Frans Francken the Younger

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Allegory on the Abdication of Emperor Charles V in Brussels

Frans Francken the Younger (Antwerp, 1581 – Antwerp, 6 May 1642) was a Flemish painter and the best-known member of the large Francken family of artists. He played an important role in the development of Flemish art in the first half of the 17th century through his innovations in genre painting and introduction of new subject matter.


Francken was born in Antwerp where he trained with his father Frans Francken the Elder.[1] He may also have trained with his uncle Hieronymus Francken I in Paris, together with his brother Hieronymus Francken II. He became a master in the Antwerp Guild of Saint Luke in 1605 and was deacon of the Guild in 1616.[2]

Francken was a very successful artist and operated a large workshop which made many copies of his original compositions.[3]

His pupils included Daniel Hagens (1616/17), the Monogrammist N.F., his brother Hieronymus II and his son Frans III.[1]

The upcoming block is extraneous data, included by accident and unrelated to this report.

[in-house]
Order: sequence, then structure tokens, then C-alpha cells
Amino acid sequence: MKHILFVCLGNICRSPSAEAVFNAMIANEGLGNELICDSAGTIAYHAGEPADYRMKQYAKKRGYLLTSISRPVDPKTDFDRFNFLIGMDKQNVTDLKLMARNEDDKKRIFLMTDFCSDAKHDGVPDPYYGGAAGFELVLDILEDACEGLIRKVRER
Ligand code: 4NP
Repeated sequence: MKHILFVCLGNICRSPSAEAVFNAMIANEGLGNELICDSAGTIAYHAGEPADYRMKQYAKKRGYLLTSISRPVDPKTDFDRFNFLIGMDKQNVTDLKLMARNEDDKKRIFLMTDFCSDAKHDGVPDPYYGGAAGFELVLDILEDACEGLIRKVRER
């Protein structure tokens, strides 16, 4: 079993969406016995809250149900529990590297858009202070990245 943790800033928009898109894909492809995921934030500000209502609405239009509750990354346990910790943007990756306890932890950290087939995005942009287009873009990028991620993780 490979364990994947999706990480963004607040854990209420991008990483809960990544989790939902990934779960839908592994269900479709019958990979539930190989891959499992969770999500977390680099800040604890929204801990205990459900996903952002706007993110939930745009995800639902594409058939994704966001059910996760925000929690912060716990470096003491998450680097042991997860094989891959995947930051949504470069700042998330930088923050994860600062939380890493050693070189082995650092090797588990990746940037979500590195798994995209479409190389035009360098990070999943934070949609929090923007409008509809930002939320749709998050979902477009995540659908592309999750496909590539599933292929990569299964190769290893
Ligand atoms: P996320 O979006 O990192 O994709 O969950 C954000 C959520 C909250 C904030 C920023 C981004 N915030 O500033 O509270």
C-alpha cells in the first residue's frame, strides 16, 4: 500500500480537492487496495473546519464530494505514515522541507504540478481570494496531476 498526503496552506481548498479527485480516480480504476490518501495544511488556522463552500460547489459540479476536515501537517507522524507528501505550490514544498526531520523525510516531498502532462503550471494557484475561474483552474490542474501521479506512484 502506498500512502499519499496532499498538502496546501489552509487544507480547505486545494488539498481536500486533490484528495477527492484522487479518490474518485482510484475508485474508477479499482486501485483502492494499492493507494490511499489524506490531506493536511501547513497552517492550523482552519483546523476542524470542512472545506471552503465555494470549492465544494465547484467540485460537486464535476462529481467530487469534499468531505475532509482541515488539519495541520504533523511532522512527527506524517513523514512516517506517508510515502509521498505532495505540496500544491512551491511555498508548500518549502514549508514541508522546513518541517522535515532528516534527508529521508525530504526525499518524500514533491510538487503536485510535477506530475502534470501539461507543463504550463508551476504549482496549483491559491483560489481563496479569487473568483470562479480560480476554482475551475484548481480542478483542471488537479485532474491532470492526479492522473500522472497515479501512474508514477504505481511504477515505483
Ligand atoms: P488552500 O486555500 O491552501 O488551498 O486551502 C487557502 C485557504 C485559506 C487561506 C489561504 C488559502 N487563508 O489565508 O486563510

Mankind's Eternal Dilemma: The Choice Between Virtue and Vice

Frans Francken the Younger was a versatile artist who practised in many genres and introduced new subjects into Flemish art. Many of his works are small historical, allegorical and biblical cabinet paintings with the focus on figures. He also invented or popularized several new themes that became popular in Flemish painting, such as genre scenes populated by monkeys (also referred to as singeries) and Kunstkammer or gallery paintings displaying a wealth of natural and artistic treasures against a neutral wall. Frans Francken the Younger introduced many other unusual themes that later became popular, such as the 'Triumphal Procession of Amphitrite' and 'Croesus and Solon'.[2] Francken also made a series of paintings depicting witches and witchcraft, including portrayals of witches' sabbats.[4]

Frans Francken the Younger signed his works with 'de jonge Frans Francken' ('the young Frans Francken') before the death of his father in 1616. From the late 1620s he used the signature 'de oude Fr. Francken' ('the old Fr. Francken').[5]

His paintings are held by most major museums in Europe.[2]

Allegorical paintings[edit]